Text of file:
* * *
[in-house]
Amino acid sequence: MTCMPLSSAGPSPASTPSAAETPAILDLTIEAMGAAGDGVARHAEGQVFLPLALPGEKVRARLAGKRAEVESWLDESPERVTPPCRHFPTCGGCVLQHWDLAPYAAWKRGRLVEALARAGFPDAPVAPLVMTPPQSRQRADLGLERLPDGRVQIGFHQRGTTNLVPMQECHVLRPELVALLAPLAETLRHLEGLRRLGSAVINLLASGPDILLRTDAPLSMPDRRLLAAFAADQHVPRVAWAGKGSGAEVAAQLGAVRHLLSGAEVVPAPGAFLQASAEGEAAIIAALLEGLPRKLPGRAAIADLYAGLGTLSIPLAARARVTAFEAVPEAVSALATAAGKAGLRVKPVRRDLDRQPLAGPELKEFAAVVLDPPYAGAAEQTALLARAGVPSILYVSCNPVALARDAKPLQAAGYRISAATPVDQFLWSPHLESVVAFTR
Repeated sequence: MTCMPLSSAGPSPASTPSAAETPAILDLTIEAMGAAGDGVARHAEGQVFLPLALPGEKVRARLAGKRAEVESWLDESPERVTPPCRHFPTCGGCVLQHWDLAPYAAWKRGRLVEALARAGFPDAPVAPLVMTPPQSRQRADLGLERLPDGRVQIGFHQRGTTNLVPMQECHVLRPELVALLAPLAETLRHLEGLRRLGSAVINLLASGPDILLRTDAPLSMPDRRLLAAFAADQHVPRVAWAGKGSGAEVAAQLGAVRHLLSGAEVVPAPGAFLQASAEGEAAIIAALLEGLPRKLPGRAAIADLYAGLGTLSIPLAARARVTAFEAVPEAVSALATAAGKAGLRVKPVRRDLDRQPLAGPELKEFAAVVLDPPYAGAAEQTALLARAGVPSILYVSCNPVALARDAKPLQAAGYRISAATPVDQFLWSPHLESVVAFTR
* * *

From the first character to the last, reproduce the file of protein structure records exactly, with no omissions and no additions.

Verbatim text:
[in-house]
Amino acid sequence: MTCMPLSSAGPSPASTPSAAETPAILDLTIEAMGAAGDGVARHAEGQVFLPLALPGEKVRARLAGKRAEVESWLDESPERVTPPCRHFPTCGGCVLQHWDLAPYAAWKRGRLVEALARAGFPDAPVAPLVMTPPQSRQRADLGLERLPDGRVQIGFHQRGTTNLVPMQECHVLRPELVALLAPLAETLRHLEGLRRLGSAVINLLASGPDILLRTDAPLSMPDRRLLAAFAADQHVPRVAWAGKGSGAEVAAQLGAVRHLLSGAEVVPAPGAFLQASAEGEAAIIAALLEGLPRKLPGRAAIADLYAGLGTLSIPLAARARVTAFEAVPEAVSALATAAGKAGLRVKPVRRDLDRQPLAGPELKEFAAVVLDPPYAGAAEQTALLARAGVPSILYVSCNPVALARDAKPLQAAGYRISAATPVDQFLWSPHLESVVAFTR
Repeated sequence: MTCMPLSSAGPSPASTPSAAETPAILDLTIEAMGAAGDGVARHAEGQVFLPLALPGEKVRARLAGKRAEVESWLDESPERVTPPCRHFPTCGGCVLQHWDLAPYAAWKRGRLVEALARAGFPDAPVAPLVMTPPQSRQRADLGLERLPDGRVQIGFHQRGTTNLVPMQECHVLRPELVALLAPLAETLRHLEGLRRLGSAVINLLASGPDILLRTDAPLSMPDRRLLAAFAADQHVPRVAWAGKGSGAEVAAQLGAVRHLLSGAEVVPAPGAFLQASAEGEAAIIAALLEGLPRKLPGRAAIADLYAGLGTLSIPLAARARVTAFEAVPEAVSALATAAGKAGLRVKPVRRDLDRQPLAGPELKEFAAVVLDPPYAGAAEQTALLARAGVPSILYVSCNPVALARDAKPLQAAGYRISAATPVDQFLWSPHLESVVAFTR